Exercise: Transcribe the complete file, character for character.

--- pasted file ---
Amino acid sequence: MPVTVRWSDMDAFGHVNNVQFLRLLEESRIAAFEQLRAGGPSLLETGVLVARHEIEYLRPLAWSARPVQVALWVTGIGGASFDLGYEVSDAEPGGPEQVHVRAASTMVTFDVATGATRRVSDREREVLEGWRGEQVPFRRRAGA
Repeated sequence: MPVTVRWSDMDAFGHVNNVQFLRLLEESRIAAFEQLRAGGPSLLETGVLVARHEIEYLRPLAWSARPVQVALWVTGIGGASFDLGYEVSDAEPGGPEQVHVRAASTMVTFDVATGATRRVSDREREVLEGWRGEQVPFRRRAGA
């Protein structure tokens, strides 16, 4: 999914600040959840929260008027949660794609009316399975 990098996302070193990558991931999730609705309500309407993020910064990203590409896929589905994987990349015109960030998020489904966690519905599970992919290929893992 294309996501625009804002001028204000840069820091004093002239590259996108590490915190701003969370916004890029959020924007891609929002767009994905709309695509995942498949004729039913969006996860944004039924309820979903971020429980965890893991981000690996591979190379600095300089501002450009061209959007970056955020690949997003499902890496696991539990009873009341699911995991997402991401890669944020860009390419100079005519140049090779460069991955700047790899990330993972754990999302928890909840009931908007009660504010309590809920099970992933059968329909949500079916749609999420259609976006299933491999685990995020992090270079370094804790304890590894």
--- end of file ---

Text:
Amino acid sequence: MPVTVRWSDMDAFGHVNNVQFLRLLEESRIAAFEQLRAGGPSLLETGVLVARHEIEYLRPLAWSARPVQVALWVTGIGGASFDLGYEVSDAEPGGPEQVHVRAASTMVTFDVATGATRRVSDREREVLEGWRGEQVPFRRRAGA
Repeated sequence: MPVTVRWSDMDAFGHVNNVQFLRLLEESRIAAFEQLRAGGPSLLETGVLVARHEIEYLRPLAWSARPVQVALWVTGIGGASFDLGYEVSDAEPGGPEQVHVRAASTMVTFDVATGATRRVSDREREVLEGWRGEQVPFRRRAGA
């Protein structure tokens, strides 16, 4: 999914600040959840929260008027949660794609009316399975 990098996302070193990558991931999730609705309500309407993020910064990203590409896929589905994987990349015109960030998020489904966690519905599970992919290929893992 294309996501625009804002001028204000840069820091004093002239590259996108590490915190701003969370916004890029959020924007891609929002767009994905709309695509995942498949004729039913969006996860944004039924309820979903971020429980965890893991981000690996591979190379600095300089501002450009061209959007970056955020690949997003499902890496696991539990009873009341699911995991997402991401890669944020860009390419100079005519140049090779460069991955700047790899990330993972754990999302928890909840009931908007009660504010309590809920099970992933059968329909949500079916749609999420259609976006299933491999685990995020992090270079370094804790304890590894």